• US sees precipitous decline in natural gas rigs, says new report

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US sees precipitous decline in natural gas rigs, says new report

Mar 29 2024

In a significant development impacting the United States energy sector, the operational count of natural gas drilling rigs has sharply declined, reaching its lowest point since early 2022. This downturn, as reported by the renowned energy services company Baker Hughes, marks a pivotal moment in the trajectory of U.S. energy production

As of late March 2023, the aggregate count of both oil and gas drilling rigs—an essential predictor of forthcoming production levels—witnessed a reduction of five units, settling at 624. This figure not only represents a decrease of 134 rigs, or 18%, compared to the same period in the previous year but also underscores the fluctuating dynamics within the energy sector. Specifically, the count of oil-specific rigs slightly dropped by one to 509, while gas rigs saw a more pronounced decrease, falling by four to a total of 112. This latter figure is notably the lowest recorded since mid-January 2022, with the majority of these reductions occurring in the Haynesville shale gas field that stretches across Louisiana, Texas, and Arkansas. 

The oil and gas rig count has experienced a roughly 20% decrease throughout 2023, following a significant increase in the preceding years. This decline can be attributed to a combination of factors including a dip in oil and gas prices, elevated labour and equipment costs due to rampant inflation, and a strategic shift among companies towards debt reduction and enhancing shareholder returns rather than expanding output.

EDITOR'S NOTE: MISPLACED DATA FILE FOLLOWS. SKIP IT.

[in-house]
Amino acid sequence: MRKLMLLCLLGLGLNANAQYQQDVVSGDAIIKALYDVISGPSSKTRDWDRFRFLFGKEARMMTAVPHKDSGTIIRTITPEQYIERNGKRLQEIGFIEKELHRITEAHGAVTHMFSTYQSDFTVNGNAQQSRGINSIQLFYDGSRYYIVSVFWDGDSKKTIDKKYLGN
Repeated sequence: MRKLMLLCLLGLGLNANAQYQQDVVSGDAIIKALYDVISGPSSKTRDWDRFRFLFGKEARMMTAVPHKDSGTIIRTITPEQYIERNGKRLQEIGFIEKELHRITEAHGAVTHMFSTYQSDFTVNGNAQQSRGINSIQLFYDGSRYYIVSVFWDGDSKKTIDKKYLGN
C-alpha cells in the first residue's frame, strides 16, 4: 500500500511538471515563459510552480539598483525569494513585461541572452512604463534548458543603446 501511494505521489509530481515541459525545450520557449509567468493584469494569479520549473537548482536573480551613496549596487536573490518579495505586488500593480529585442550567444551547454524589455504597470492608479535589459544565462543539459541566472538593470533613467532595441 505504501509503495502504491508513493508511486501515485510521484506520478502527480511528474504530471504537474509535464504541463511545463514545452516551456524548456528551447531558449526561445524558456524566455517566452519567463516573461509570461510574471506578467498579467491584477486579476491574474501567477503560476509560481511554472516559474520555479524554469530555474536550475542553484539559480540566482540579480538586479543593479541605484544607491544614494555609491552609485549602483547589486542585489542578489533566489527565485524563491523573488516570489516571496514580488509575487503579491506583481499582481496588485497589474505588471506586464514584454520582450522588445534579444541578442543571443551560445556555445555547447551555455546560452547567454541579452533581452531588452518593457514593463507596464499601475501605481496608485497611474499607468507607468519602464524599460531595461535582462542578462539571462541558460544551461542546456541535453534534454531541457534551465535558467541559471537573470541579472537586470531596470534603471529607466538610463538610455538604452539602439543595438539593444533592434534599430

Despite the downtrend in rig counts, U.S. oil futures have shown resilience, marking an approximate 12% increase in 2024 after a decline of 11% in the preceding year. Conversely, gas futures have continued their descent, dropping around 34% in 2024 following a 44% plunge in 2023. 

This shift comes amidst expectations of an uptick in oil production from premier shale regions, projected to hit a four-month high in April, as per the U.S. Energy Information Administration (EIA). However, total gas output from major shale basins is anticipated to dip to a three-month low, reflecting a cutback in spending and drilling activities by producers in reaction to the significant fall in gas futures observed in February. 

The EIA reports an active February with 862 oil and gas wells drilled and 865 completed, marking the highest activity since December 2023. Yet, the total of drilled but uncompleted wells (DUCs) slightly decreased, indicating a possible shift towards completing existing projects amidst the changing economic landscape. 

Looking ahead, U.S. oil production is projected to reach new record highs in 2024 and 2025, driven by rising prices, efficiency improvements, and the completion of existing DUCs. In contrast, U.S. gas production is expected to see a downturn from its peak in the previous year. 

This nuanced picture of the U.S. energy sector's drilling activity, highlighted by Baker Hughes' reports, underscores the complex interplay between market forces, strategic corporate decisions, and the broader economic environment. As the industry continues to navigate these challenges, the rig count serves as a crucial barometer for assessing the health and direction of U.S. energy production. 

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